Extremely hard on the athletes but valid approach if done in concert with other countries:

The Pew Research Center this week came out with some shocking, yet unsurprising, numbers. China’s reputation is in free fall around the world.

According to Pew, a majority of respondents in every one of 14 nations surveyed had a negative view of China. In nine of the countries, including Canada, negative views are at the highest point since the respected research institute began polling on the question more than a decade ago.

In Canada, 73 per cent of respondents had a negative view of China in 2020, compared with only 27 per cent back in 2007.

China’s human-rights abuses against the Uyghurs and other minorities, its attack on democracy in Hong Kong, and its assertive territorial claims in the South China Sea have had an impact.

For Canadians, these bully tactics have a particular edge after the kidnapping and imprisonment on trumped-up charges of our fellow citizens, Michael Kovrig and Michael Spavor.

What to do? We all know there’s a crowd of well-connected China-appeasers here who want to start hostage talks with Beijing, and are willing to trade away not just Huawei executive Meng Wanzhou, but our self-respect, in the naive hope that the two Michaels will be freed. Thankfully, the Trudeau government has kiboshed that idea.

Furthermore, we’re now seeing more signs that our government realizes Canadians are paying attention and don’t want to roll over in the face of China’s aggressiveness. According to the Globe and Mail, Canada has quietly begun accepting pro-democracy activists from Hong Kong as “Convention refugees,” individuals with a well-founded fear of persecution based on race, religion or political opinion.

Beijing won’t be happy.

That follows Canada’s earlier suspension of its extradition treaty with Hong Kong, a ban on exports of sensitive goods to Hong Kong, and a suggestion it could soon boost immigration from the beleaguered former British colony. It’s clearly not enough.

What else can we do? Well, look at the calendar. In just 16 months’ time, Beijing is due to host the 2022 Winter Olympics, another opportunity for China to strut itself as a superpower, the way it used the 2008 Summer Games to make a big splash.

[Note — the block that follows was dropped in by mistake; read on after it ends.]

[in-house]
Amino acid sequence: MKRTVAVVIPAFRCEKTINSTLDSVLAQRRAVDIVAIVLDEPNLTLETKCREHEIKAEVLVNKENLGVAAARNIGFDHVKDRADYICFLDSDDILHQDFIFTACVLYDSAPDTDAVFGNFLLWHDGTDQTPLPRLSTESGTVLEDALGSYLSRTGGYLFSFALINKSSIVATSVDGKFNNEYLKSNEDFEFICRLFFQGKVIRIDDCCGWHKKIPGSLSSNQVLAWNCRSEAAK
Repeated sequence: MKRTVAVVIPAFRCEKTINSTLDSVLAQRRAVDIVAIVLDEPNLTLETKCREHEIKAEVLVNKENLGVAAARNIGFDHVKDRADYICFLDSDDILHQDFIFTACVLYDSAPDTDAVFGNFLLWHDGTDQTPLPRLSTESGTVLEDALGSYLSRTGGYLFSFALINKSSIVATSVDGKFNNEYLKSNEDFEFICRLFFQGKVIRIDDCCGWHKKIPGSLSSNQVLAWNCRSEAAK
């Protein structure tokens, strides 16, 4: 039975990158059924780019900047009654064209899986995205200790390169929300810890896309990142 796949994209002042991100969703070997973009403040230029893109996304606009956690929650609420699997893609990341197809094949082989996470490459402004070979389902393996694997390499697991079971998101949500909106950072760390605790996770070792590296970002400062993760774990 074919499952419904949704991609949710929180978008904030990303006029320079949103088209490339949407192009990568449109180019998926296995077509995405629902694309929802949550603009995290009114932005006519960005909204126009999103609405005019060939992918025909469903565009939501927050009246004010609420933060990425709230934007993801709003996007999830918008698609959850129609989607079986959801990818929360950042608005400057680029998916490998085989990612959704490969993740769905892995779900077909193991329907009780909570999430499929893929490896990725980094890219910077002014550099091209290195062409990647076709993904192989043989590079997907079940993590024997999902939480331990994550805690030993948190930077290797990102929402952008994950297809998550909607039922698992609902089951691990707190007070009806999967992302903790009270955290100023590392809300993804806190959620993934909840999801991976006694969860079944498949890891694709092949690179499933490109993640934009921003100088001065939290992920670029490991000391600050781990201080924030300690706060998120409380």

How can we even contemplate sending the cream of our athletes, with Prime Minister Justin Trudeau looking on, and watching them gleefully enter Beijing’s Olympic Stadium for glitzy opening ceremonies while Canadians remain behind bars in a Chinese prison?

There is an alternative. This week, the British foreign secretary, Dominic Raab, suggested that if evidence continues to mount that the rights of Uyghur Muslims are being trampled, the U.K. will consider boycotting the Games. “Generally speaking, my instinct is to separate sport from diplomacy and politics, but there comes a point when this is not possible,” Raab told a parliamentary committee.

In Australia, where anti-China sentiments are even more ingrained than in Canada, Parliament will soon be asked to support a boycott of the Games. “The time has come for the freedom-loving countries to say to Beijing: ‘Enough is enough,’ ” according to an Australian Liberal senator, Eric Abetz. He also wondered why individual Australian athletes would want to lend their credibility to such a regime.

Easy for the U.K. and Australia to say no to Beijing 2022, you might say. They’re hardly a presence at the Winter Games, winning only a few medals apiece in a good year. Canada, on the other hand, is a Winter Olympics powerhouse, earning the No. 3 spot in the medal take in 2018 in South Korea.

All the more reason for us to boycott. The Winter Olympics is one place where we can make a difference. If Canada could convince Norway, Germany, the U.S., Netherlands and South Korea to pull out of the Games (the top six performers in Korea), China would be stuck with a shell of an Olympic Games. It means we have a chance to make a real difference.

I reached out to Guy St-Jacques, a former Canadian ambassador to China, and asked him for his views. “It is now impossible to remain ambivalent on China, knowing what they are doing in Xinjiang, Hong Kong, the South China Sea, etc., and the way they have punished Canada for the arrest of Meng Wanzhou,” he told me.

St-Jacques said Canada should adopt a concerted approach with our allies, and threaten an Olympic boycott “if they don’t allow a UN delegation to go to Xinjiang to investigate the situation of the Uyghurs, repeal the National Security Law (in Hong Kong), or suspend its application and free the two Michaels.”

China needs to be reminded that if it wants to play a larger role on the world stage, it has to abide by international laws and treaties and stop acting the bully, including by engaging in hostage diplomacy, he said.

For those who argue that the Games are above politics, that’s clearly hogwash. The Olympics have been subject to political machinations since the beginning, and authoritarian regimes going back to Hitler’s Germany in 1936 have used them to legitimize their unsavoury policies.

Boycotts have been done before. In 1980, Canada joined a stream of Western countries and boycotted the Games in Moscow. And the 1976 Montreal Games was hit by a walkout of African nations in protest of apartheid in South Africa.

Standing up to a bully exacts a price. Not watching Team Canada play for gold in hockey or curling at Beijing in February 2022 should be a price Canadians are willing to pay.

Source: Boycotting the 2022 Winter Games should be one way Canada sticks it to China